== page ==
They outlined the difference in aggregate and individual data. Aggregate data can be used to identify hot spots, to observe trends, and to ensure that people are not congregating in large groups.  Some of this activity is already underway.  Smart Thermometers collects aggregate data on areas where people have temperatures and has been doing that for a while now regarding the flu. According to health officials it is helpful.  Now it’s being used to identify COVID-19 clusters.  The aggregate data is anonymous and does not violate our rights. Epidemiologists and other medical personnel have said that some data is critical to understand and predict the pandemic so as to get ahead of it.  Google Maps also has a tracking app that could track those identified as carriers.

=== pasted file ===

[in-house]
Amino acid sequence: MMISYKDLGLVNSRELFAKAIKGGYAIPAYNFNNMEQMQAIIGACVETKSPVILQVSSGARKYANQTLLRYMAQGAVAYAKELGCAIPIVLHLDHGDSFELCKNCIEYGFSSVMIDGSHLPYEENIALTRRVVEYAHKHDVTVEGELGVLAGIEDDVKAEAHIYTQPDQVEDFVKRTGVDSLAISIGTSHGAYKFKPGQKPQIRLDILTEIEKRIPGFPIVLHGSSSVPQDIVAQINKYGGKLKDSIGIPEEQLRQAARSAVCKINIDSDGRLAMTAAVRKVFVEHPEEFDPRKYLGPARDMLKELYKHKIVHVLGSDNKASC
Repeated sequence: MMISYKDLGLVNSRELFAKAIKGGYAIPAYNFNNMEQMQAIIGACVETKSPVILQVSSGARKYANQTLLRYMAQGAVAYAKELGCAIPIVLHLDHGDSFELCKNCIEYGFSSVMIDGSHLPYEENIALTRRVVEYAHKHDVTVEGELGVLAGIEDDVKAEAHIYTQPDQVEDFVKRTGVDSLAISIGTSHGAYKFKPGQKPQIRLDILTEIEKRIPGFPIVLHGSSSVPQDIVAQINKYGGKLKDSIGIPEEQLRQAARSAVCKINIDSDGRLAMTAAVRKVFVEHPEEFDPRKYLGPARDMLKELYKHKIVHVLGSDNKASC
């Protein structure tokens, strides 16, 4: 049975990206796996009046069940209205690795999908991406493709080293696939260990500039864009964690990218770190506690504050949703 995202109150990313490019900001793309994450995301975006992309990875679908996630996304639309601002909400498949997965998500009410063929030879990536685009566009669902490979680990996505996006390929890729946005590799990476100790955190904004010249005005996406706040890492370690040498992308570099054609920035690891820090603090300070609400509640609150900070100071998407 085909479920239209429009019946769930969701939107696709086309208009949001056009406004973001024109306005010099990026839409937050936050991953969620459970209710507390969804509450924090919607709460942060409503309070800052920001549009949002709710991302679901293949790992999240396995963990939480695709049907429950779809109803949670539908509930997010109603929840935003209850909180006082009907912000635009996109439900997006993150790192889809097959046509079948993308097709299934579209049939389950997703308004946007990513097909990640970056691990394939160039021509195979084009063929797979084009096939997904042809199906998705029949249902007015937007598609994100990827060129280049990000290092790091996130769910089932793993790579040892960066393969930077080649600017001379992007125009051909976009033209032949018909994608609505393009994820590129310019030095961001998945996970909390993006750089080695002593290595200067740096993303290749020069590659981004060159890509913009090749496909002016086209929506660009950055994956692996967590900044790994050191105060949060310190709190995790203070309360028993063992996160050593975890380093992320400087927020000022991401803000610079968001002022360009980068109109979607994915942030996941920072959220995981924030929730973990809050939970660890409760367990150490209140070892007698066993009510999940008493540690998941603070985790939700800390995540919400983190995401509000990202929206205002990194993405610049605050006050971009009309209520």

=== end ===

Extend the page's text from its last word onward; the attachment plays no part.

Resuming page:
But the collection of individual data may violate our rights. Such things as contact tracing, quarantine enforcement, and identification of those with anti-bodies who then can move freely may violate privacy rights and discrimination.  The law professors repeated over and over that the current laws in effect to protect our privacy are woefully inadequate.  We have known for some time that the law is not keeping up with the technology.  The three main legal authorities are:

HIPAA:  Protects the privacy of your medical records.  However, there are exceptions for public health and threats, it only applies to private access, and it is a patchwork and not comprehensive.  It does not protect information in the hands of those who were not the direct health care provider e.g. insurance agencies and billing companies.